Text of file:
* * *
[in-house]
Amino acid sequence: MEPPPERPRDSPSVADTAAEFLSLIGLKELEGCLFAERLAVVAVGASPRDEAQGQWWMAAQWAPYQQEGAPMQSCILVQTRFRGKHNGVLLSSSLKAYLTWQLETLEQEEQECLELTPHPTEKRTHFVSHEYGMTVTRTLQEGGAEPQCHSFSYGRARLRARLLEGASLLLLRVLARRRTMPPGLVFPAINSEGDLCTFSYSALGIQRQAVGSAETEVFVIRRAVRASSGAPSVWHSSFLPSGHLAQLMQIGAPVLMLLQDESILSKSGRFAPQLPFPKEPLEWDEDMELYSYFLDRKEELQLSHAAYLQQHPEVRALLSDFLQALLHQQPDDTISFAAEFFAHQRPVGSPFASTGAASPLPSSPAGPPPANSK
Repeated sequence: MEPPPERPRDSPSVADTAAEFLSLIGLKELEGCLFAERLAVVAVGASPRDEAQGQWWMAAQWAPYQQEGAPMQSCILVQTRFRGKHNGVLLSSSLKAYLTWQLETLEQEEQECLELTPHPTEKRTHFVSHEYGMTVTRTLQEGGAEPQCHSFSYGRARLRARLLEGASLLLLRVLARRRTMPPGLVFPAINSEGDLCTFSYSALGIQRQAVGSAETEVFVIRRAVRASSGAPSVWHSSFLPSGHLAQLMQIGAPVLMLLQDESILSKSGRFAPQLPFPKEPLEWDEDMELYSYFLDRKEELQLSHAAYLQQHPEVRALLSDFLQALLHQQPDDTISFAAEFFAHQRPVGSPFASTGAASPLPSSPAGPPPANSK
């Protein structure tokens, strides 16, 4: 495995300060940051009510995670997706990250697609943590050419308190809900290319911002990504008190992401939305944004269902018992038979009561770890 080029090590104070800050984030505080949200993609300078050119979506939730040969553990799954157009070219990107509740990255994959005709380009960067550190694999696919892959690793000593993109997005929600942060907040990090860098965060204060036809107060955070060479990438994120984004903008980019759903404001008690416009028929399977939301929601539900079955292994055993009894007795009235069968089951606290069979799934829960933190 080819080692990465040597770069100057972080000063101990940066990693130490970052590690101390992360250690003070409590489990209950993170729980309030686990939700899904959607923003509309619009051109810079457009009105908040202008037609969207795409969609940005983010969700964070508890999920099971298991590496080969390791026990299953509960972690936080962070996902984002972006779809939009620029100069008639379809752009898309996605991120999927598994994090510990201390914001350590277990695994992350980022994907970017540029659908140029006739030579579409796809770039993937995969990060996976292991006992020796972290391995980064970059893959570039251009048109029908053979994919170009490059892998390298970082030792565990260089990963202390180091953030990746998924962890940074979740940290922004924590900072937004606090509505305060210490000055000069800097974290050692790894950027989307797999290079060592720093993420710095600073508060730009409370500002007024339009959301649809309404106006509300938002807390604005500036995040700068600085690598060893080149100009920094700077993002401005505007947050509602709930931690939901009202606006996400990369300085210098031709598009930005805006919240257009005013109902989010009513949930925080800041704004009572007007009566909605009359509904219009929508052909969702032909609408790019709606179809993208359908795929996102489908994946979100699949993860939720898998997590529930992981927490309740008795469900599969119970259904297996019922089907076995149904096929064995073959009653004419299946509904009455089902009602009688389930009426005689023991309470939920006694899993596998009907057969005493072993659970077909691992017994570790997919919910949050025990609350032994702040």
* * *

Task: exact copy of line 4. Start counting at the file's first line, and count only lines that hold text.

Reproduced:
């Protein structure tokens, strides 16, 4: 495995300060940051009510995670997706990250697609943590050419308190809900290319911002990504008190992401939305944004269902018992038979009561770890 080029090590104070800050984030505080949200993609300078050119979506939730040969553990799954157009070219990107509740990255994959005709380009960067550190694999696919892959690793000593993109997005929600942060907040990090860098965060204060036809107060955070060479990438994120984004903008980019759903404001008690416009028929399977939301929601539900079955292994055993009894007795009235069968089951606290069979799934829960933190 080819080692990465040597770069100057972080000063101990940066990693130490970052590690101390992360250690003070409590489990209950993170729980309030686990939700899904959607923003509309619009051109810079457009009105908040202008037609969207795409969609940005983010969700964070508890999920099971298991590496080969390791026990299953509960972690936080962070996902984002972006779809939009620029100069008639379809752009898309996605991120999927598994994090510990201390914001350590277990695994992350980022994907970017540029659908140029006739030579579409796809770039993937995969990060996976292991006992020796972290391995980064970059893959570039251009048109029908053979994919170009490059892998390298970082030792565990260089990963202390180091953030990746998924962890940074979740940290922004924590900072937004606090509505305060210490000055000069800097974290050692790894950027989307797999290079060592720093993420710095600073508060730009409370500002007024339009959301649809309404106006509300938002807390604005500036995040700068600085690598060893080149100009920094700077993002401005505007947050509602709930931690939901009202606006996400990369300085210098031709598009930005805006919240257009005013109902989010009513949930925080800041704004009572007007009566909605009359509904219009929508052909969702032909609408790019709606179809993208359908795929996102489908994946979100699949993860939720898998997590529930992981927490309740008795469900599969119970259904297996019922089907076995149904096929064995073959009653004419299946509904009455089902009602009688389930009426005689023991309470939920006694899993596998009907057969005493072993659970077909691992017994570790997919919910949050025990609350032994702040």